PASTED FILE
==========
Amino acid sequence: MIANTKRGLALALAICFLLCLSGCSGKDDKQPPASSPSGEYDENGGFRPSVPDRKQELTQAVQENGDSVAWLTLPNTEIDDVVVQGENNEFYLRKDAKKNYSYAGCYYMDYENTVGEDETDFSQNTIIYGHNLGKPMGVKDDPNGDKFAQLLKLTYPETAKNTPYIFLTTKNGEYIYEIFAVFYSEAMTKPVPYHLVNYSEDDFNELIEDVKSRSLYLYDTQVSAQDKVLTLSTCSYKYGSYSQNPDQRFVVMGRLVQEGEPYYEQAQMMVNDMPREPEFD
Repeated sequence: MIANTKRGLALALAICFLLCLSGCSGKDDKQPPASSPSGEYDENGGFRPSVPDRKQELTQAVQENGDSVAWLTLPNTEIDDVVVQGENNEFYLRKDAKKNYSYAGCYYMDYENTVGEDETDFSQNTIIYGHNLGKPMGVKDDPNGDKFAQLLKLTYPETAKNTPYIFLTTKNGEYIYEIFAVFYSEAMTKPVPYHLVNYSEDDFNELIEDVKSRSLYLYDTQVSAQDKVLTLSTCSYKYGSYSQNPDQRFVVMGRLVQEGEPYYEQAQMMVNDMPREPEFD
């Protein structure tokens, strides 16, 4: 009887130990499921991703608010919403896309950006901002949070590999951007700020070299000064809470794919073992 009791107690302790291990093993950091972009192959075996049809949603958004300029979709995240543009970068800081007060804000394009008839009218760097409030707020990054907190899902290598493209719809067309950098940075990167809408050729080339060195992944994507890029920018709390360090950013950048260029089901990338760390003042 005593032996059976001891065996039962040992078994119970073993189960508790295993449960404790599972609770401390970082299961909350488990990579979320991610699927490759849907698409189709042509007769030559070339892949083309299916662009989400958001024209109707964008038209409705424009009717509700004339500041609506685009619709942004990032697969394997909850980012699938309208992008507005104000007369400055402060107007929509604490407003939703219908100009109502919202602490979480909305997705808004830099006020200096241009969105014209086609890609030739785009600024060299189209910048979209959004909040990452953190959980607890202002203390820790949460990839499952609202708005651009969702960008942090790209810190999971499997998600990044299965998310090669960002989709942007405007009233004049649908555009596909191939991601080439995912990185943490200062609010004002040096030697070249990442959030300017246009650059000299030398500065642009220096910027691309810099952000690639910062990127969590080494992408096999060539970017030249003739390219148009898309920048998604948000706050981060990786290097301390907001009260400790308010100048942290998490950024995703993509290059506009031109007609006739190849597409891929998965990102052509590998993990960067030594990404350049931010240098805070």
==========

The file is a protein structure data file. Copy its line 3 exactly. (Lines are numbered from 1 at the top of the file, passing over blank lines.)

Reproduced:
């Protein structure tokens, strides 16, 4: 009887130990499921991703608010919403896309950006901002949070590999951007700020070299000064809470794919073992 009791107690302790291990093993950091972009192959075996049809949603958004300029979709995240543009970068800081007060804000394009008839009218760097409030707020990054907190899902290598493209719809067309950098940075990167809408050729080339060195992944994507890029920018709390360090950013950048260029089901990338760390003042 005593032996059976001891065996039962040992078994119970073993189960508790295993449960404790599972609770401390970082299961909350488990990579979320991610699927490759849907698409189709042509007769030559070339892949083309299916662009989400958001024209109707964008038209409705424009009717509700004339500041609506685009619709942004990032697969394997909850980012699938309208992008507005104000007369400055402060107007929509604490407003939703219908100009109502919202602490979480909305997705808004830099006020200096241009969105014209086609890609030739785009600024060299189209910048979209959004909040990452953190959980607890202002203390820790949460990839499952609202708005651009969702960008942090790209810190999971499997998600990044299965998310090669960002989709942007405007009233004049649908555009596909191939991601080439995912990185943490200062609010004002040096030697070249990442959030300017246009650059000299030398500065642009220096910027691309810099952000690639910062990127969590080494992408096999060539970017030249003739390219148009898309920048998604948000706050981060990786290097301390907001009260400790308010100048942290998490950024995703993509290059506009031109007609006739190849597409891929998965990102052509590998993990960067030594990404350049931010240098805070």